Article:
The LCA Navy programme was sanctioned in 2003. The Aeronautical Development Agency (ADA), which had been entrusted with converting the standard air force variant, imagined it would take six-seven years to convert the platform into a naval prototype. Amazingly, the team at the time officially noted that the changes to the aircraft would be restricted to 15%. As we now know, things turned out quite differently.
A Team LCA-N official explains, “The major constraint of design space due to the existing LCA AF platform resulted in a sub-optimal design and compromises leading to the LCA Navy Mk-1 Variant being heavier than anticipated.”
Six years into the project, it was officially noted by the ADA after months of discussions with the Indian Navy, that the LCA Navy Mk.1 wouldn’t meet all the customer’s capability requirements. These ‘shortfalls’ were put down to the platform’s ‘sub-optimal design’. It became imperative that a significantly more powerful and capable Mk.2 of the LCA Navy would be the platform that the Indian Navy would spend its real procurement rupees on.
In 2011, the ADA displayed models of its proposed Mk.2 for the IAF and Indian Navy. Apart from a brief wishlist of performance enhancements, not very much was clear. And to be fair, the team itself was awaiting greater clarity at the time.
Officially, according to Team LCA-N, “This programme (the LCA Navy Mk.2) is envisaged to minimize the constraints of LCA Navy Mk-1 and would have significant changes in design to improve aerodynamics, landing gear & arrester hook optimization, structural design optimization, updated sensors, avionics and flight control system. The landing gear mass of the LCA-Navy Mk.2 aircraft is likely to be reduced by 200-250 kg, albeit being capable of a higher take-off mass.”
|INTERFACE OF THE UTTAM RADAR & LCA Mk,2|
Mk.1 prototypes NP1 and NP2 are now firmly in flight test. Apart from the number of seats in their cockpits, there are other differences: the NP2 naval fighter prototype flies with a modified Israeli Elta EL/M-2032 multimode radar (MMR). Sources add, “In terms of aircraft performance the two Mk.1 prototypes are similar. In that sense, both the prototypes will contribute equally for the carrier compatibility tests from the SBTF. The focus on sensor and weapon capability demonstration will be on NP2.”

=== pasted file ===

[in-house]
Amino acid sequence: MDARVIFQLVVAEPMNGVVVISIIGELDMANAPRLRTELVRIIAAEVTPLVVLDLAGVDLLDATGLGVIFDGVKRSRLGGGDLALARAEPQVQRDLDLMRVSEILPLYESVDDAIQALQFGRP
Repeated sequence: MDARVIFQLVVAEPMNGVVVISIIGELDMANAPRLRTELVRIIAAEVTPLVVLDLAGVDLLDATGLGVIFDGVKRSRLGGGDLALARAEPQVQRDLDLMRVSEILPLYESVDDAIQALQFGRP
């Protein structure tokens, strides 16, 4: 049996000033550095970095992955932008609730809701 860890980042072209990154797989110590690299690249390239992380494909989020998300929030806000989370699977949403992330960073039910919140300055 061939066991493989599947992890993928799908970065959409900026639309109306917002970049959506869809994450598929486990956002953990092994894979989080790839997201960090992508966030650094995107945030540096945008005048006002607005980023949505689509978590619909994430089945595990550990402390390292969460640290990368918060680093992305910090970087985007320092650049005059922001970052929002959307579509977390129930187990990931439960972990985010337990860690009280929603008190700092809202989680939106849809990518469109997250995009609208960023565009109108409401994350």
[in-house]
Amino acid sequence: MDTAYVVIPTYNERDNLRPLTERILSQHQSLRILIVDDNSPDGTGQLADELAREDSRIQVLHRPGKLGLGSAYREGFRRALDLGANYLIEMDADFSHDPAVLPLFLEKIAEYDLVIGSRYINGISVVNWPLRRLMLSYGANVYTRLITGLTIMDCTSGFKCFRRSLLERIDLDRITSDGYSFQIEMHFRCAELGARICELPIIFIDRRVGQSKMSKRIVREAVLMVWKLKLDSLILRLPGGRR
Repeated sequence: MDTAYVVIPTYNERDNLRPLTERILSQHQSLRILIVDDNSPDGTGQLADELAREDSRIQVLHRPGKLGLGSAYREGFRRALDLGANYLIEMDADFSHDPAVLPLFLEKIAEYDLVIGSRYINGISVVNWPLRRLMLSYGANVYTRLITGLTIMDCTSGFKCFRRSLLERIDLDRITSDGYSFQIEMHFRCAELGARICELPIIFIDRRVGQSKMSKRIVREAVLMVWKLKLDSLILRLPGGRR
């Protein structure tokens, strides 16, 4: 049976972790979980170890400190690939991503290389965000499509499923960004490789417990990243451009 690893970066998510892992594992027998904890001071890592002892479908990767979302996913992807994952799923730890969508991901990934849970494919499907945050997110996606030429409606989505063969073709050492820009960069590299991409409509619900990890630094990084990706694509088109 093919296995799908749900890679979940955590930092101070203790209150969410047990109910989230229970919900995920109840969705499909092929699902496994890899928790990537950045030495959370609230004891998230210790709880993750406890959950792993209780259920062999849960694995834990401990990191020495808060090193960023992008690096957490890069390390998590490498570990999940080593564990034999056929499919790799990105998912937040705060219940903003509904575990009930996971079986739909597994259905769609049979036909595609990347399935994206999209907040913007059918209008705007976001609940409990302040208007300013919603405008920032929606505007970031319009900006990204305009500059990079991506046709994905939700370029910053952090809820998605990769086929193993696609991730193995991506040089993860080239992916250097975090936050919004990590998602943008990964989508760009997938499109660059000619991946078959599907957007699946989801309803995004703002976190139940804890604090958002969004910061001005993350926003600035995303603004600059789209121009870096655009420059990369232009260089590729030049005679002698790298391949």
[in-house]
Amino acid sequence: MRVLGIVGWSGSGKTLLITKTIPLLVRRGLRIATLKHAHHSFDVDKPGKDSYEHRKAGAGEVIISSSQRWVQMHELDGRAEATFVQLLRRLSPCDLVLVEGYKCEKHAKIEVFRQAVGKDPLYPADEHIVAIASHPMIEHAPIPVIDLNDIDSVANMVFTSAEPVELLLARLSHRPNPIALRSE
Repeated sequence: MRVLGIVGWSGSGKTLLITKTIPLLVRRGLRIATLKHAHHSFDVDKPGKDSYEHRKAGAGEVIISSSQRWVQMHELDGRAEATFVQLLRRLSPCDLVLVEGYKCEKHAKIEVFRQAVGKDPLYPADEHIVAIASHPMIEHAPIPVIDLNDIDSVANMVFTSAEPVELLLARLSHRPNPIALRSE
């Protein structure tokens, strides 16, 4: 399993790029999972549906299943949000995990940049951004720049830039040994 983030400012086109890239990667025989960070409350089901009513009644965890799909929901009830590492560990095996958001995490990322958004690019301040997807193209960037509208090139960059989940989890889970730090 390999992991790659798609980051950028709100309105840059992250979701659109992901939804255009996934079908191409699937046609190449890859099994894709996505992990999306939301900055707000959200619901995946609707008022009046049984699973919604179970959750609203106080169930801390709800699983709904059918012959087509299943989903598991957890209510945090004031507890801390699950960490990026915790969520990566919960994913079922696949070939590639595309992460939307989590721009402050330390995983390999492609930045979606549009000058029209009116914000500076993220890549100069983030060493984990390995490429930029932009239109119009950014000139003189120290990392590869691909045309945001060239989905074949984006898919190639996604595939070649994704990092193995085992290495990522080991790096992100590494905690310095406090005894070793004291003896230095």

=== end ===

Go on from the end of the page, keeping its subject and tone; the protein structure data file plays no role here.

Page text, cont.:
The Mk.2 aims to sport the in-development L-273/Uttam (the project name, incidentally, revealed first on Livefist) active array fire control radar being put together by the DRDO’s Electronics & Radar Development Establishment (LRDE). According to official literature, the radar, intended to also be retrofitted on the Mk.1 aircraft that enter service, modes include air-to-air multi-target detection and tracking, multi target air-to-air combat mode, high resolution raid assessment, high Resolution air-to-ground mapping (SAR mode), air to ground ranging, real beam mapping, doppler beam sharpening, ground moving target indication and tracking and terrain avoidance. In air-to-sea mode, sea search and multi target tracking, range signature and inverse synthetic aperture radar will apply. But that’s just the radar.
The the No.5 prototype NP5 will be a Mk.1 twin-seat trainer prototype, the construction of which has already begin at HAL. The NP5 was proposed to save time and as a risk mitigation exercise using existing resources and funds.
The MoD is now all set to clear the third and fourth prototypes, NP3 & NP4, both to be single-seat fighter prototypes of the LCA Navy Mk.2, incorporating all airframe and platform changes, including aft fuselage changes to house the new, larger and more powerful General Electric F414-GE-INS6 turbofan engine. Team LCA-N sources confirm that there will be changes in most sections of the airframe.